Anyways, so we made it to NYC and back, and I’m excited, not only to our next trip home, but also for other trips.  We’re planning another trip to Fripp, a few trips home, and one big trip to Florida to see family at the end of the summer, so this definitely gives me a little more confidence in this moment.


Technology rocks….sorta?

When you’re training for stuff, you spend a lot of time out on the road.  And technology can make double-digit mileage not just bearable, but enjoyable!  Seriously, I listened to a book on tape during my 20-miler a little over a month ago and I was laughing at one point.  Laughing.  During a 20-mile run.


As an aside, Kathy Griffin’s book was nothing short of hysterical.  Read it.  The only thing?  Kathy’s a little mean, and I don’t feel like you have to be mean to be funny.  But you know, what, the book totally humanizes her.  She’s a person, and her mean jokes sometimes are the way she’s coped with a sometimes icky situation.

Moving right along.  So every single time I lace my my shoes, and head out, chances are, I interact with cars.  Which means I’m forced to interact with drivers.  Ugh.

The biggest danger to runners?  People.  We’ve already gone over the whole dog thing, but truthfully, other people, their inattention, and their stupidity are what’s probably going to kill you should you run into misfortune out on the road.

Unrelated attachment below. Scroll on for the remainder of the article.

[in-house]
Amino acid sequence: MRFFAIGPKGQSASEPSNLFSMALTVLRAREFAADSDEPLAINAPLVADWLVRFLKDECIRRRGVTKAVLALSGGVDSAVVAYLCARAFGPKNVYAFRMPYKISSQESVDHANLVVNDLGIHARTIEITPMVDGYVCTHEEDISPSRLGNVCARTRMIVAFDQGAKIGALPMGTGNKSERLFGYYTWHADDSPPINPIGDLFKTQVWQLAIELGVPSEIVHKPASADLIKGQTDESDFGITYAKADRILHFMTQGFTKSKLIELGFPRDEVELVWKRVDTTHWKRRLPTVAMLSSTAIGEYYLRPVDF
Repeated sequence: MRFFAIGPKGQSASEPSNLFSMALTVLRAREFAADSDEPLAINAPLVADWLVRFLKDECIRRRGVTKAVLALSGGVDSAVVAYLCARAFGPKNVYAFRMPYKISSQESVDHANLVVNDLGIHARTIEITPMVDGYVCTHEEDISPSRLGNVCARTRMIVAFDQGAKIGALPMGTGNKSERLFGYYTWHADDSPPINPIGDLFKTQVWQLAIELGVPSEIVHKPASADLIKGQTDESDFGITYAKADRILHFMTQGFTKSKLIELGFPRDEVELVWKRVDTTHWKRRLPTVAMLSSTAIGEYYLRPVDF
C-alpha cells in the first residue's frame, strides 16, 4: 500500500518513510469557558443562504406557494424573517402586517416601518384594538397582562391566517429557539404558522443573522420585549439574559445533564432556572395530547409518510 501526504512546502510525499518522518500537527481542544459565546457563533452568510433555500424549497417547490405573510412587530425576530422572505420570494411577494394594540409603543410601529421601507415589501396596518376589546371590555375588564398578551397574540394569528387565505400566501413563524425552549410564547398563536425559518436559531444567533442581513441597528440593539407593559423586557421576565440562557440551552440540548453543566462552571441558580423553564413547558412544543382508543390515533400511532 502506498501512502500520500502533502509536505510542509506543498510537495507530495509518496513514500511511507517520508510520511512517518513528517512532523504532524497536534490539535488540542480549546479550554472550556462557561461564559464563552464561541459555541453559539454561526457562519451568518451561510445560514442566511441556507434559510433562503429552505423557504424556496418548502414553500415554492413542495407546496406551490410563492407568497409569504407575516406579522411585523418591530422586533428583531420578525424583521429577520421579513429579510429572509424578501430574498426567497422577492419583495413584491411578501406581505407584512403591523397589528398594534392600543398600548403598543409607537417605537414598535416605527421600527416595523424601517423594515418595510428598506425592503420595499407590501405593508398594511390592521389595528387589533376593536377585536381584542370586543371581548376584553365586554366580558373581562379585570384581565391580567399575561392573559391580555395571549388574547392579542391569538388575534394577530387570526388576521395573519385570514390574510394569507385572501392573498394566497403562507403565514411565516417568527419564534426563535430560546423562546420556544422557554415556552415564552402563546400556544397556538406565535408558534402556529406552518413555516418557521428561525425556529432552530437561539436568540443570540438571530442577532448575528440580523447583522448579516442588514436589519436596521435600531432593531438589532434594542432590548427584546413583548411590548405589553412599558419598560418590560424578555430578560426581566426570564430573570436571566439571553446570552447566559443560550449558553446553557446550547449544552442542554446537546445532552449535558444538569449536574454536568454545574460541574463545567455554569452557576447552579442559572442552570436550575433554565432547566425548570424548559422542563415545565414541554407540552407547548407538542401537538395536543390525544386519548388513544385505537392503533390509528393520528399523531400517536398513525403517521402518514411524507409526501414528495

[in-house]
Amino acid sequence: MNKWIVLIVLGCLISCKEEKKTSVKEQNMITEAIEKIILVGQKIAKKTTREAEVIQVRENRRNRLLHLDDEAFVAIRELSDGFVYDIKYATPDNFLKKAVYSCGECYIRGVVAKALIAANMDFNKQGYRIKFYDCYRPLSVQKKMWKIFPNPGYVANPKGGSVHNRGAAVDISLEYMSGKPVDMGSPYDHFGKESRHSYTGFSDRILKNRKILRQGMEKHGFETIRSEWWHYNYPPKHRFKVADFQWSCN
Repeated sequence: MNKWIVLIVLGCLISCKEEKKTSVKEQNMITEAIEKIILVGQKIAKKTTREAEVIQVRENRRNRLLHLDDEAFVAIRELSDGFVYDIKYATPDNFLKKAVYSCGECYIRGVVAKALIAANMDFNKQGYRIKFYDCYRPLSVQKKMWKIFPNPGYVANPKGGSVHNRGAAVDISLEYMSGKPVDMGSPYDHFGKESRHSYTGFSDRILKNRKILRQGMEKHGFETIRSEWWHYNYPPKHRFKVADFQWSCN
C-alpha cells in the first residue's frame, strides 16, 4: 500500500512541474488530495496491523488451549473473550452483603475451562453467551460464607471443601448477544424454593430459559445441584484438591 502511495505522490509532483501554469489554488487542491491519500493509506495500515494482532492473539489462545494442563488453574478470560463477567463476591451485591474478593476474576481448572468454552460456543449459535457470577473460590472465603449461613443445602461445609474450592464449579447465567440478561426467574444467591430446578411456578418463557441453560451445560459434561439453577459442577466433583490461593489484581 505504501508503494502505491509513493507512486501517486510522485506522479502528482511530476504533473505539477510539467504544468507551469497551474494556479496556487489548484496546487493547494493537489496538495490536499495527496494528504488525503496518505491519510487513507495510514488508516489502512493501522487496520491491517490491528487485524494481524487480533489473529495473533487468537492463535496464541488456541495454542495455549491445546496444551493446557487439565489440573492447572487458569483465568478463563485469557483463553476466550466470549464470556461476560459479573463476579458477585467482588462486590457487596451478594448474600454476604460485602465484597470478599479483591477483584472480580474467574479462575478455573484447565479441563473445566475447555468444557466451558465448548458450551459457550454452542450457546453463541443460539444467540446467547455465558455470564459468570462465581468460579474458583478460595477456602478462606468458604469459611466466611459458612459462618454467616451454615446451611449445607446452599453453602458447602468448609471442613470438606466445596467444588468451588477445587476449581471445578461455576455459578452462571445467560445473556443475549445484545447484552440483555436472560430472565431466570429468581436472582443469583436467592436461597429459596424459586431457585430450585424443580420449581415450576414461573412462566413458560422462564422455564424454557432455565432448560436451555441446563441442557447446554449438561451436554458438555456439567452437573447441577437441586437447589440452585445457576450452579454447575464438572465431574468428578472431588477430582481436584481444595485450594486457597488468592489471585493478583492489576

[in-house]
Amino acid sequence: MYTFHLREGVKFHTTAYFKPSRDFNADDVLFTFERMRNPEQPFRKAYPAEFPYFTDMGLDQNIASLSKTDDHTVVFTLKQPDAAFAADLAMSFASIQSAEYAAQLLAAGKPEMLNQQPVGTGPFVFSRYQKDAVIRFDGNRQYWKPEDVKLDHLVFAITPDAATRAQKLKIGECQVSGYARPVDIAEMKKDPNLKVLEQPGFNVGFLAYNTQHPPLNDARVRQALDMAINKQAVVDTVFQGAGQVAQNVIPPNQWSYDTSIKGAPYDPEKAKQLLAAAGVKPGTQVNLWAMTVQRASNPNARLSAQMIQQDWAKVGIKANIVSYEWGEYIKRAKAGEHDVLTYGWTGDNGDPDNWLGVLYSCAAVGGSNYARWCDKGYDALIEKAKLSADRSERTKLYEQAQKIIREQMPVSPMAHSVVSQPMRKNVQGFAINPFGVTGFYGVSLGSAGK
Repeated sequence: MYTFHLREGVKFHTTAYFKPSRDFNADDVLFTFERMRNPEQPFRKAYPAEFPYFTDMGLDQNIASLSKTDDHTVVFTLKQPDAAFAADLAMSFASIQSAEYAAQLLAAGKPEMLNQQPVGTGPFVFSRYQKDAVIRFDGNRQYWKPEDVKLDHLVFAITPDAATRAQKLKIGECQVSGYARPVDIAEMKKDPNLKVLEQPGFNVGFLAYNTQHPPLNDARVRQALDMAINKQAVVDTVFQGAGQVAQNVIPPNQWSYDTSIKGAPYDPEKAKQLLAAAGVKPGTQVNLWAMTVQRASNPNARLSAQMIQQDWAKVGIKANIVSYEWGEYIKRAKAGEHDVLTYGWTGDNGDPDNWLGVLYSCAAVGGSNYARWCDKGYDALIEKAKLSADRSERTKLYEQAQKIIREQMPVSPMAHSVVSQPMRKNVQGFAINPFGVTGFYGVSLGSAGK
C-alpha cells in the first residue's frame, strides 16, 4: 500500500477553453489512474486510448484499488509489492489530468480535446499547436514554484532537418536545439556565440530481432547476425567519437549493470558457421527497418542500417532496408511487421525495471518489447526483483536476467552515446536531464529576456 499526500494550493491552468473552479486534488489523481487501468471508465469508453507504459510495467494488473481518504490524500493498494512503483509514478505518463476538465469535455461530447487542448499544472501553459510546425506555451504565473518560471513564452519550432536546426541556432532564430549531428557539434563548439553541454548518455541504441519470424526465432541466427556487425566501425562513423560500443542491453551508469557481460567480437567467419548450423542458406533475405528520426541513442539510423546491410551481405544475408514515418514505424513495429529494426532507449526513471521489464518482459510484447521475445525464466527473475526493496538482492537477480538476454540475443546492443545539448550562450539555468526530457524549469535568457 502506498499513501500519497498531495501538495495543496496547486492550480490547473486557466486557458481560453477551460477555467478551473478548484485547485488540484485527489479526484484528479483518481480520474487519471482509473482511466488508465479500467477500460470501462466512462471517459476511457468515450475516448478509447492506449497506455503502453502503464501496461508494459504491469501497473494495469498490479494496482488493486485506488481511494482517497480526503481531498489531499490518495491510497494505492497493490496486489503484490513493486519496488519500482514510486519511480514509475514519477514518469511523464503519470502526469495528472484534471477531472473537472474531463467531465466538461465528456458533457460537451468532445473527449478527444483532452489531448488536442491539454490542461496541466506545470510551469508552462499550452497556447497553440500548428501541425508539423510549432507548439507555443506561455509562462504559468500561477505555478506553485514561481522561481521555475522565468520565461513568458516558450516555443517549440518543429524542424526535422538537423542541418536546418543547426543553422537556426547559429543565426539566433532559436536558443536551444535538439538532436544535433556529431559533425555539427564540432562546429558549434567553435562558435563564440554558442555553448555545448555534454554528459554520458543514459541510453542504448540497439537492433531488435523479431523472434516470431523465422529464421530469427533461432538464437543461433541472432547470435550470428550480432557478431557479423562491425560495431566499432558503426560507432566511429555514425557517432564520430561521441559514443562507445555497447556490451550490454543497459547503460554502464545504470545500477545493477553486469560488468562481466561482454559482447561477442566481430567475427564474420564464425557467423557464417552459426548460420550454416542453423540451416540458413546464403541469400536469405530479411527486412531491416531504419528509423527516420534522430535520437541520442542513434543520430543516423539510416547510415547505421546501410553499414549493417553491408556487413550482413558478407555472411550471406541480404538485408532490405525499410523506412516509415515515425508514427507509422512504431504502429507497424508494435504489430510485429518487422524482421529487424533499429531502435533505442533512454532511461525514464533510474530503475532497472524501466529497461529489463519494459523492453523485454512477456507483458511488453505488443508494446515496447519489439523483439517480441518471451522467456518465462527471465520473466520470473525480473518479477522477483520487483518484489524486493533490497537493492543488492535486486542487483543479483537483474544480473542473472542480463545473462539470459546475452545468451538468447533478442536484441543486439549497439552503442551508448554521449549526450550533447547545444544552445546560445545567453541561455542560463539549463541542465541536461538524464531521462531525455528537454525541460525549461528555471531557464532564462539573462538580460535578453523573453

Issue 1: Hybrid Cars – Hybrids are great.  If I could afford one, I’d get one.  But when they get under speeds of like 20 mph (which usually happens for a right turn), they’re almost silent.  So even when you’re being good and relying on your senses, hearing, to cross the street, you still run the risk of being mowed down my a Prius.  That’s not a good way to go out.

Solution – when you’re crossing the street, first listen, then LOOK over your shoulder to see if a car is trying to turn down the street you’re crossing.  Simple, but often forgotten!

Issue 2: Inattentive drivers – The worst I’ve seen most often is a driver, looking to turn out of somewhere (a side street, or a road), staring too intently at the traffic to see you approaching.  Perfect opportunity for another terrible run in with a vehicle.

Solution – Approach the vehicle, and try to make eye contact.  If need be, give a little wave.  The motion should break the traffic trance the driver is in.  Usually the driver will give an “OOH SORRY” look + wave.  When that happens, you know you’re good to go.

Issue 3: Texting – Sigh.  It’s every time I go out and run now.  Every single time, drivers have their head down, texting.

Solution – Stop. Friggin. Texting. You friggin monsters.  Seriously!  Put your phone away away away, and let it wait.  Please?

And runners and walkers?   In order to stay safe, pay attention to your surrounds.  That means turn the headphones down, or take them out completely, and you’ve reduced your chances of having a run-in with trouble by like a billion percent.